Quality and cost at the end of life: no need for trade-off's

A major reason US health care costs are so much higher than anywhere else while outcomes lag is that we waste so much money is wasted on end-of-life care. An article by Angela Maas in Health Plan Week provides a cogent, concise treatment of the topic. Some takeaways:

  • Health plans cover palliative and hospice care but it is underutilized
    • Although palliative care discussions have a role early on, MDs don’t want patients to think they’re giving up on them
    • When terminal cancer patients come into hospice they may improve for a while –because they’re not coping with chemo effects– and such improvement may make them ineligible for reimbursement
  • Patients receiving palliative care for non-small cell lung cancer from shortly after their diagnosis enjoy better quality of life and live longer (according to a NEJM study)
  • High end-of-life costs are associated with worse quality of death in patients with advanced cancer (according to an Archives of Internal Medicine study)

One thing that’s not discussed directly in the article but that needs to be addressed: hopeless patients on their last legs can be highly profitable for providers and drugmakers, who in a fee for service environment can make money from the very high utilization. It would be interesting to break down an oncology practice’s profitability by stage of patient illness.

I understand that each case is different and am wary of a slippery slope leading to euthanasia. But I prefer a frank discussion of these topics and addressing the cost implications head on.

October 29, 2010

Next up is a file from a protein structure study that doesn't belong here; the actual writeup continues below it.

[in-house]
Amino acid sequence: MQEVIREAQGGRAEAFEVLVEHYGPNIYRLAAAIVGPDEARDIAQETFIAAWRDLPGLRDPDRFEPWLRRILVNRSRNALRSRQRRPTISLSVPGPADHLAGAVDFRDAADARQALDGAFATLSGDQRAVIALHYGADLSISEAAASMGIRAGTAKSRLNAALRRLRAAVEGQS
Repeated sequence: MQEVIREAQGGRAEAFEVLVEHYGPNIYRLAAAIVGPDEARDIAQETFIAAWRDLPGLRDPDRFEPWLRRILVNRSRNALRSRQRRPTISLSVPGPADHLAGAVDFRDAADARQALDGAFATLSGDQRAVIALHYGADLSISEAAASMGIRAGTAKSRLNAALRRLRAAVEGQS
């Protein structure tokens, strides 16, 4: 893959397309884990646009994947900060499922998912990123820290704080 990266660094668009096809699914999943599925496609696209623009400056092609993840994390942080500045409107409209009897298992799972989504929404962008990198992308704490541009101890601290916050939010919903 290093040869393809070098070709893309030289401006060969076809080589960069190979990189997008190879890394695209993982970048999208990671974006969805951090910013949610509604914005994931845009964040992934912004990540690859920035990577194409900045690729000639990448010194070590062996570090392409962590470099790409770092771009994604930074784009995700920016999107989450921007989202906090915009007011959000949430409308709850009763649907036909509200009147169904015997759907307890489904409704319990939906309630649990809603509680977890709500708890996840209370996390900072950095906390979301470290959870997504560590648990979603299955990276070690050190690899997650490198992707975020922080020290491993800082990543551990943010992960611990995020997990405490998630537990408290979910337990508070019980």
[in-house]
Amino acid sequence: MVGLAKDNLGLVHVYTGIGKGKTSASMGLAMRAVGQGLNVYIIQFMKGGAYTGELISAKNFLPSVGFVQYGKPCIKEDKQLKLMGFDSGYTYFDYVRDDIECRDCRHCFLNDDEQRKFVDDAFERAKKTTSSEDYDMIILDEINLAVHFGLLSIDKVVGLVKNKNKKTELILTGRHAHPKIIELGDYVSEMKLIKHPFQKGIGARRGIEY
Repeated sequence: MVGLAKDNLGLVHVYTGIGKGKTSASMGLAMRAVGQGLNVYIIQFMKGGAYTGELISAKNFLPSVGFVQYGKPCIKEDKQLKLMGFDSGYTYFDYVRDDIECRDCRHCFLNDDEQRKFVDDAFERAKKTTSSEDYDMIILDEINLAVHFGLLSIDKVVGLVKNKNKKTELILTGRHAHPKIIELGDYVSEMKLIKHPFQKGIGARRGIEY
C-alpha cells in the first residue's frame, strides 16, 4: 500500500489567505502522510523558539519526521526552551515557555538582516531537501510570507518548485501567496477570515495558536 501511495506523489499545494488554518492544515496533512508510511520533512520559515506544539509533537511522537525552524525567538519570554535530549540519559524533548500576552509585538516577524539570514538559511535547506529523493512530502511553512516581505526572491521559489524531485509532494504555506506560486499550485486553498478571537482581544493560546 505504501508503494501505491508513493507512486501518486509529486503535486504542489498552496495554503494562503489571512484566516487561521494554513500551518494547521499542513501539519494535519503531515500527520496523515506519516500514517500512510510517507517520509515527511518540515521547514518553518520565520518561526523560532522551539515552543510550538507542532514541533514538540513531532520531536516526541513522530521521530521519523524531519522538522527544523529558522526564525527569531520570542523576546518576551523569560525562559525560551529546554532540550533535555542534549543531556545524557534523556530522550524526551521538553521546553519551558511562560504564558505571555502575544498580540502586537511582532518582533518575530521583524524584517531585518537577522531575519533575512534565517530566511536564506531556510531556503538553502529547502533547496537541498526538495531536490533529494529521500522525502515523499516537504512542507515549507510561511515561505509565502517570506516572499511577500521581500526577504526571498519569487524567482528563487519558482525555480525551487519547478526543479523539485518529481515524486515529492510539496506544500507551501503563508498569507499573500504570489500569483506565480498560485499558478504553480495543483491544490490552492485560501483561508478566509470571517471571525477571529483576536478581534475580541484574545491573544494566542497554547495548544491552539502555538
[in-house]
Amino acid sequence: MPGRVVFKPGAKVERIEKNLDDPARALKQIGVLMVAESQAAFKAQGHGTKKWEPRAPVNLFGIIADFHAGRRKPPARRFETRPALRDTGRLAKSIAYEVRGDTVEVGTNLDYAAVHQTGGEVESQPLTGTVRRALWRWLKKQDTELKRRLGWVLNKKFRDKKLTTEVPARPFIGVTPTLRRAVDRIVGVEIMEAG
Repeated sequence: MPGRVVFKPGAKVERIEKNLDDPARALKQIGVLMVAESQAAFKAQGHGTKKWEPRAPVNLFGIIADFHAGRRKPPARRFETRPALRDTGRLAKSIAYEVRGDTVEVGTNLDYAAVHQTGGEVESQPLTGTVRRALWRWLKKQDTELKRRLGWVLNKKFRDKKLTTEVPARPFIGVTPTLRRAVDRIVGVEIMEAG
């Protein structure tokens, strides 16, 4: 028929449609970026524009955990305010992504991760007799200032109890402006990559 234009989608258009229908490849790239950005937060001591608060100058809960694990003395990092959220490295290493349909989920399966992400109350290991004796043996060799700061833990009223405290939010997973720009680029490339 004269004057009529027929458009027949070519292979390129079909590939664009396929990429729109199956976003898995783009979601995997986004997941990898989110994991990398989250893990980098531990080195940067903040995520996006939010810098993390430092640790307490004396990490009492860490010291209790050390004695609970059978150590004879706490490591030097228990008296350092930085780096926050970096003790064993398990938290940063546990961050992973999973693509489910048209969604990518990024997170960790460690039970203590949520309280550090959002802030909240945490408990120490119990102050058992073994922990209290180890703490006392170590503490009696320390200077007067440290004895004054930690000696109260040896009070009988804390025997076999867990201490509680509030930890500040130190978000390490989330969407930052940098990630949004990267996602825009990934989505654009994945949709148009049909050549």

4 thoughts on “Quality and cost at the end of life: no need for trade-off's”

  1. The current medical system makes it very difficult for physicians to moderate the irrational use of care during the end of our patient’s lives. Even if patients themselves are not demanding “every possible intervention”, family members frequently do. Fear of litigation fuels provider’s use of medical futile interventions as much or more than desire for economic gain. In many cases, physicians are concerned that patient’s will leave their care if they do not offer all possible diagnostic and treatment resources. The hospitalist movement may be contributing to excessive spending – are physicians who provide care to patients with whom they have no long standing relationship less inclined to refer patients to hospice? As long as there is no system or set of guidelines that mandates restrictions on the use of medical resources in cases of where there is no reasonable hope of improving quality of life or meaningful extension of life, physicians will frequently pursue “all options”.

  2. Many of these patients, however, were wise enough to have a Living Will, saving the family from the emotional turmoil of making that decision. The problem is we can never find that piece of paper. It’s in the patient’s chart somewhere. So, I recommend simplify the system and put it where doctors can find it – like a notation in the drivers license, or an implanted computer chip

  3. Pingback: Rerun: Quality and cost at the end of life: no need for trade-off’s | Health Blog

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